Communication (telephone, internet, mobile, tv) in South Africa
Internet in South Africa
Broadband in South Africa is getting faster and more reliable, but service provision is still very nearly monopolised by Telkom (known locally as Hellkom!) as they own the physical infrastructure used to deliver broadband data.
The speed is about half what you'd expect in London, for instance, and it costs roughly ZAR 300 per month for the average user – note that prices are dependent on the amount of bandwidth used as well as speed selection (currently users can choose 384 Kbps, 512 Kbps, 4 Mbps or 10 Mbps, with a 40 Mpbs option in the pipeline).
Slowly but surely smaller providers are springing up to challenge the aforementioned government backed giant however – Neotel is developing a good reputation, and cell phone 3G cards (through 8ta, Vodacom, Cell C or MTN) are becoming increasingly popular.
President Jacob Zuma also promised the South African constituency in his 2010 State of the Union Address that measures would be taken to increase broadband access, decrease tariffs and improve Internet service overall in the country.
Soon after, MWeb, Telkom subsidiaries and Afrihost announced offers for uncapped broadband at low-costs. Though the speed and quality of this service will remain standard until sufficient demand is on the rise, the innovation looks to significantly revolutionise the industry by allowing the country to access and download content like never before. 2011 and 2012 has seen companies starting to compete for cheaper Internet packages, particularly contract packages.
Read the fine print before signing an extended contract though, as there may be sizeable fees for terminating early.
Connectivity in South Africa is generally reliable, but can falter for days at a time when maintenance to the Seacom Cable running under the sea is underway.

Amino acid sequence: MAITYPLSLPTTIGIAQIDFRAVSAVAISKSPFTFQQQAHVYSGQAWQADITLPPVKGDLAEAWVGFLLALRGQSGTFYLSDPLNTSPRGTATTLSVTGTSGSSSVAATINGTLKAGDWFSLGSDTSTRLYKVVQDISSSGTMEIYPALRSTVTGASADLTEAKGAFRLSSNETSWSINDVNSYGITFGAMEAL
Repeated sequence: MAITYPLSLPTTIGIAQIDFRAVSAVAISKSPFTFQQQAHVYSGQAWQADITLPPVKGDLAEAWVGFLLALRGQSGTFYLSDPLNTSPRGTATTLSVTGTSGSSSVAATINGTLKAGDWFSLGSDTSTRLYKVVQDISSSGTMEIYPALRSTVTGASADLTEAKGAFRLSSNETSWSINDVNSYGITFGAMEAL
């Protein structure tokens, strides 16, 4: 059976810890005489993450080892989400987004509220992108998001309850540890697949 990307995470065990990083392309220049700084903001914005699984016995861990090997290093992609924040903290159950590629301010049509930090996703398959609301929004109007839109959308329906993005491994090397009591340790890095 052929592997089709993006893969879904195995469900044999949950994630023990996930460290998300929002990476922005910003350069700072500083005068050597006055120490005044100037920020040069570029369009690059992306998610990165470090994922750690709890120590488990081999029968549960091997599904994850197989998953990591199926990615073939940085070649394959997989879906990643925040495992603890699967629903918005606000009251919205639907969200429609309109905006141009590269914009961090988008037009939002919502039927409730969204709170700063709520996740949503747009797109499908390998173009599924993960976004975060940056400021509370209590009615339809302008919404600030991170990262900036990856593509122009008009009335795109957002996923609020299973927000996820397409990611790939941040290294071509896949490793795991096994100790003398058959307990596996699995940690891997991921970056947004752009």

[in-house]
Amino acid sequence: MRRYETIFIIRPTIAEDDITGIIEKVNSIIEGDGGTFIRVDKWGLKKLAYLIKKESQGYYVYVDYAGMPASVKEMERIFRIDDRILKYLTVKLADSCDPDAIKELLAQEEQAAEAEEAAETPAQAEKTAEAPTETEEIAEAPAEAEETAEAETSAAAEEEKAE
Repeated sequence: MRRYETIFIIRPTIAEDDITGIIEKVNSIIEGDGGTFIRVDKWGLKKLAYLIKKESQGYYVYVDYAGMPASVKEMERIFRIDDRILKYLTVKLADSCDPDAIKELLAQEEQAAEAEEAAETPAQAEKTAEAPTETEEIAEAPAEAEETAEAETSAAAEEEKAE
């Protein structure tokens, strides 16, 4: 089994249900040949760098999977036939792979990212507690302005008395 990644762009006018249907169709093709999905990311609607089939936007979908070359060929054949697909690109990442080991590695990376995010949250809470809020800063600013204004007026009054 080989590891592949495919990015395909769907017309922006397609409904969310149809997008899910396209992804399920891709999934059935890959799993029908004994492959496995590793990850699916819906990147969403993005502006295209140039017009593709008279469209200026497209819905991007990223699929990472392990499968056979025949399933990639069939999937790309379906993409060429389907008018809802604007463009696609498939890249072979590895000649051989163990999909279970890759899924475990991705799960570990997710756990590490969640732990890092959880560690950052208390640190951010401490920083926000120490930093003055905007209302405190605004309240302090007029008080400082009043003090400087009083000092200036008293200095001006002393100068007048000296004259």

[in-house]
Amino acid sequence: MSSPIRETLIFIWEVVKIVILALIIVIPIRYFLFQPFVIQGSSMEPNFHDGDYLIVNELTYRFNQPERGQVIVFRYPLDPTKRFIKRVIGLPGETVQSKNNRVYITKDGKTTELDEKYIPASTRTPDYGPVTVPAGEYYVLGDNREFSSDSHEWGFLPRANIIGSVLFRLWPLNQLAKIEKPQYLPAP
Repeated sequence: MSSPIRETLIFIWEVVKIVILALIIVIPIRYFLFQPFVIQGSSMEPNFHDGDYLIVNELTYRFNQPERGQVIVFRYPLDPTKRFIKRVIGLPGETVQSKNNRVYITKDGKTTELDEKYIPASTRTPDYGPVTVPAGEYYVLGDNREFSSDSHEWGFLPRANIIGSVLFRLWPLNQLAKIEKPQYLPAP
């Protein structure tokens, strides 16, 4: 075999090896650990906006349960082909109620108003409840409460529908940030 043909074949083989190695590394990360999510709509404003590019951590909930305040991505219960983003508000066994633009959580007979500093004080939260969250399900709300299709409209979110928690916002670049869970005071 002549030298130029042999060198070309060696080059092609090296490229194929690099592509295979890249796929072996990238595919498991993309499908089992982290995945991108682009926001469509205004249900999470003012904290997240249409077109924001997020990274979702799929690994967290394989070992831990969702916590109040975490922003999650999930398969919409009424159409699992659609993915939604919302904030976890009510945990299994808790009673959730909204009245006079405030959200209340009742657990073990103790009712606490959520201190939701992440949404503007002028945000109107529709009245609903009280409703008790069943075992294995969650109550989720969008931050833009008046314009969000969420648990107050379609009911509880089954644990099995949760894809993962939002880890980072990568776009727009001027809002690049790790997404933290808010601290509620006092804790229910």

Telecommunication in South Africa
Landlines are again provided by Telkom. Long distance rates are not cheap, but you can purchase a prepaid phone line for ZAR 270 per month, receive phone calls for free and use a reasonably priced phone card to call abroad when necessary. Furthermore, if you have broadband you can utilise VoIP services like Skype.
Setting up a landline is not difficult – in addition to the fee, only a passport and proof of residence are required. The waiting period can range between one day and one month for a technician to come and complete installation.
Mobile TelephoneThe big mobile providers in South Africa are Vodacom (part of Vodafone), MTN and Cell C. There is also Virgin Mobile, a virtual network service provider that operates in partnership with Cell C. You can get pay-as-you-go if you are only planning to be in South Africa short-term and purchase mobile phone hardware everywhere from department stores to speciality cellphone shops.
There is 3G coverage in all big cities, along highways and in many smaller towns. Cost is reasonable and everyone from domestic staff upwards will have a mobile phone.
Again, if you’re not sure how long you’ll be in the country, be wary of signing an extended contract – sizeable fees can be attached to early termination, although call rates may be better than pay-as-you-go options.
Television in South Africa
Basic cable television in South Africa consists of SABC, the parastatal broadcaster that often lacks quality and depth, and eTV, a privately owned enterprise that offers a higher standard of news service but is generally lacking in the entertainment division.
MNet is a paid provider and has the occasional good program, but most expats subscribe to DSTV - the satellite service which has hundreds of channel options, including MNet. Another affordable satellite service still in its infancy but worth considering is Top TV.
To purchase satellite television there is a once-off fee of ZAR 500 for the decoder hardware and then select packages that range from ZAR 100 – ZAR 600 per month.